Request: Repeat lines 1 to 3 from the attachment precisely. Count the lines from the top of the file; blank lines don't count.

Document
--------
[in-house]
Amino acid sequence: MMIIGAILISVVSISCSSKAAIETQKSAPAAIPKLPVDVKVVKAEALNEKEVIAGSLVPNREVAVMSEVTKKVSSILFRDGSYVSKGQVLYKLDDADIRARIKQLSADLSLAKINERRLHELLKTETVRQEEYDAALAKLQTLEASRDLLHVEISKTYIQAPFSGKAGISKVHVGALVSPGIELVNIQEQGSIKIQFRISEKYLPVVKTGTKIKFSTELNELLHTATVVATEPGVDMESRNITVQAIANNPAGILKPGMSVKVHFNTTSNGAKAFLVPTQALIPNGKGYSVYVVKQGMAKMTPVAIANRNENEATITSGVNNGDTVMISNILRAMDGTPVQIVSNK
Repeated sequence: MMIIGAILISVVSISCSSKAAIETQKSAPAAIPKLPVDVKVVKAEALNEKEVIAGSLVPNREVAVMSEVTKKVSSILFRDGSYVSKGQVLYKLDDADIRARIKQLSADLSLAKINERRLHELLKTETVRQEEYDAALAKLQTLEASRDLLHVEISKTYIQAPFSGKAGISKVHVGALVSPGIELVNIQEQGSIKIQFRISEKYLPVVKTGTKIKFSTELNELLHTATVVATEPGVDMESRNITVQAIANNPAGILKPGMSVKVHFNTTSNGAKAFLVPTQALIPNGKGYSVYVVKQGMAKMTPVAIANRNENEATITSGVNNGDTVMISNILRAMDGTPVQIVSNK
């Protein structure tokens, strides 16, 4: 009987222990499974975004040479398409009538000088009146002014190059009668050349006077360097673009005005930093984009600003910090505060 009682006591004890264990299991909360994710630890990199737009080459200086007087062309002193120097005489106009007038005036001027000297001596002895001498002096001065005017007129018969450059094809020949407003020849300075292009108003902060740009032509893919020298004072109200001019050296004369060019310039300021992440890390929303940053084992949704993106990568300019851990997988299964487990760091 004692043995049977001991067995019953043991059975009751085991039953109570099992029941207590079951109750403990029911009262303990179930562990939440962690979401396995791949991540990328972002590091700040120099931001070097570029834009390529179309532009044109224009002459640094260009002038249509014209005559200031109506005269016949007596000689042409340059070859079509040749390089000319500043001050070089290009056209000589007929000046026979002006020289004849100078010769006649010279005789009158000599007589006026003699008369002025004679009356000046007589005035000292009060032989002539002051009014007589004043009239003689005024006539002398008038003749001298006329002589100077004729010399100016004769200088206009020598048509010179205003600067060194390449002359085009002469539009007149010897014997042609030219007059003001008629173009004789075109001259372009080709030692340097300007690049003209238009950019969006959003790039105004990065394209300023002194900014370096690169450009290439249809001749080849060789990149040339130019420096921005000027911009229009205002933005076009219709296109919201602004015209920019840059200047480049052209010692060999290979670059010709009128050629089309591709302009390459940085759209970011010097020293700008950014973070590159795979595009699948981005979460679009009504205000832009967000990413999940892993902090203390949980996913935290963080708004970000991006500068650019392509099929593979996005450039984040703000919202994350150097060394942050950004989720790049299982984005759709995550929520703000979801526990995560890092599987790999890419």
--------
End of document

[in-house]
Amino acid sequence: MMIIGAILISVVSISCSSKAAIETQKSAPAAIPKLPVDVKVVKAEALNEKEVIAGSLVPNREVAVMSEVTKKVSSILFRDGSYVSKGQVLYKLDDADIRARIKQLSADLSLAKINERRLHELLKTETVRQEEYDAALAKLQTLEASRDLLHVEISKTYIQAPFSGKAGISKVHVGALVSPGIELVNIQEQGSIKIQFRISEKYLPVVKTGTKIKFSTELNELLHTATVVATEPGVDMESRNITVQAIANNPAGILKPGMSVKVHFNTTSNGAKAFLVPTQALIPNGKGYSVYVVKQGMAKMTPVAIANRNENEATITSGVNNGDTVMISNILRAMDGTPVQIVSNK
Repeated sequence: MMIIGAILISVVSISCSSKAAIETQKSAPAAIPKLPVDVKVVKAEALNEKEVIAGSLVPNREVAVMSEVTKKVSSILFRDGSYVSKGQVLYKLDDADIRARIKQLSADLSLAKINERRLHELLKTETVRQEEYDAALAKLQTLEASRDLLHVEISKTYIQAPFSGKAGISKVHVGALVSPGIELVNIQEQGSIKIQFRISEKYLPVVKTGTKIKFSTELNELLHTATVVATEPGVDMESRNITVQAIANNPAGILKPGMSVKVHFNTTSNGAKAFLVPTQALIPNGKGYSVYVVKQGMAKMTPVAIANRNENEATITSGVNNGDTVMISNILRAMDGTPVQIVSNK